Five Flavours of Fantasy D100 gaming

This is my personal take.

Even though I’m the author of OpenQuest, which being one of D101’s main gaming lines takes up a lot of my energy (writing, developing and promoting), I like to play different styles of D100 Fantasy gaming

RuneQuest is the grand-old standard of D100 gaming. It’s where D100 has its start.  RuneQuest 2 (now sold as RuneQuest Classic) is my white box.  The new version RuneQuest Glorantha is an updated version of RQ2, with new rules, Such as characters now have their own Runic associations, which provide the basis of their magic, and Passions that reflect their relationships with their communities and their enemies. It’s a perfect match for Glorantha, not only for nostalgia reasons but because it’s been designed for it. But it does come at the cost that some of its systems are a bit clunky and a bit old school that sometimes you question whether or not you should just house rule the damn thing. Strike Ranks come to mind directly. But as a long time Gloranthan fan since the 80s, it is lovely to have an edition of the game which is easy to share with the players, both in terms of presentation, playability and clarity of setting.

Mythras on the other hand is the slick generic system I would have died for during my early RQ 3 period, when I was making up my own settings, in the late 80s. Now it’s here, it’s no surprise that with a complete all in one rulebook – sans setting and adventure – its spawned a series of setting books, some of which move outside the genre of Mythic Fantasy, and with the release of Lyonesse last year, its own standalone games. I need to get more hours in running Mythrasm get my own Isle of Death adventure/setting book out there and a series of blog posts about the various supplements that are available for the game is in order.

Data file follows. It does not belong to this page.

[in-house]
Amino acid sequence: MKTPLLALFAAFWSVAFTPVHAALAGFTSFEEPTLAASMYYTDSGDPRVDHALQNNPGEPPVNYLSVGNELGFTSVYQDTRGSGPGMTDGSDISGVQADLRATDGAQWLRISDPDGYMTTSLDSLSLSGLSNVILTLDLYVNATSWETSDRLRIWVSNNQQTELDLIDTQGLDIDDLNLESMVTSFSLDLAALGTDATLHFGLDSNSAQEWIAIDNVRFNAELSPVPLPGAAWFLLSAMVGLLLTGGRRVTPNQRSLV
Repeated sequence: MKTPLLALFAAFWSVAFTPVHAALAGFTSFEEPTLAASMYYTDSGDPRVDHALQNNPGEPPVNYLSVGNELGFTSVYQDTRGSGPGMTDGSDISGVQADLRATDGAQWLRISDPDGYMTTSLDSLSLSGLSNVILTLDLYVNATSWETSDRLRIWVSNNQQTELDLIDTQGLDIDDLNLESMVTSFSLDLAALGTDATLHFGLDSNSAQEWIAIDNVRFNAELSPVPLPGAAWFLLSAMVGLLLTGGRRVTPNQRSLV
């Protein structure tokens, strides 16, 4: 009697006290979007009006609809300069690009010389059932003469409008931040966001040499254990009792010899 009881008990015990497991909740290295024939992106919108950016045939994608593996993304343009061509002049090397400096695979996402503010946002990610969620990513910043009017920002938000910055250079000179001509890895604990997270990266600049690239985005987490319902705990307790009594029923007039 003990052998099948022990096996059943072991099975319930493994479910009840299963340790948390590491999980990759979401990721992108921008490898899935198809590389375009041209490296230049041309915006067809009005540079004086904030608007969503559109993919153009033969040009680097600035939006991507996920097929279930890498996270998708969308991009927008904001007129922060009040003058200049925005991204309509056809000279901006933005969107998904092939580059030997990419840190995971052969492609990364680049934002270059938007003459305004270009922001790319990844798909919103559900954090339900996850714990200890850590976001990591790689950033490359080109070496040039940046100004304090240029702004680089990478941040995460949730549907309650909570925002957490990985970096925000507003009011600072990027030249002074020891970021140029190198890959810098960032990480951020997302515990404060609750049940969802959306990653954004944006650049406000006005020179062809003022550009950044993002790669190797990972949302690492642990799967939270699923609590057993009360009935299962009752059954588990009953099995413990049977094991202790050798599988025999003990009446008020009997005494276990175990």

OpenQuest is my take on Fantasy D100 gaming, pairing down the subsystems to an almost minimalist “one roll then meaningful effect”. I was a big fan of the all in one rulebooks that Games Workshop released Call of Cthulhu and Stormbringer as in the 80s – effectively they were the main rules + the companion set, that were boxsets in those days collated into one book, with new art and colour plates.  Stormbringer is my Swords and Sorcery gold standard and in many ways my favourite BRP game, but not one I’d play on a regular basis because I think it’s not balanced in any way shape or form 😀  So OQ is a tribute to that format, in so far that the printed version had a section of colour plates. Its also allowed me to explore and give structure to the rather rambling campaign structure of other D100 games, something as a fan of Basic/Expert/Companion/Immortal D&D which had a very clear view of where the characters were heading has annoyed me previously.  Since OpenQuest is close to my heart, I ramble on about it on its own blog on openquestrpg.com.

Skypirates of the Floating Realms, IS the minimalist D100 game that I’ve designed from bottom up, keeping only the rules that are completely necessary for this rather light-hearted (think post-Monty Python films, Jabberwocky, Time Bandits etc) fantasy game. It’s always a nagging thought in my mind when I play other D100 systems, that my GMing brain is overburdened by subsystems and magic effects that I simply do not need. If you are familiar with the Black Hack (which is d20 fantasy-based), this is my attempt to downsize d100 into a short 6 x 9 format book. I’ve been playtesting it since spring of 2021 and our party of Argyll the Dwarf and Boris the Bear, Priest of and I’m aiming to get the game out to crowdfunding later this year.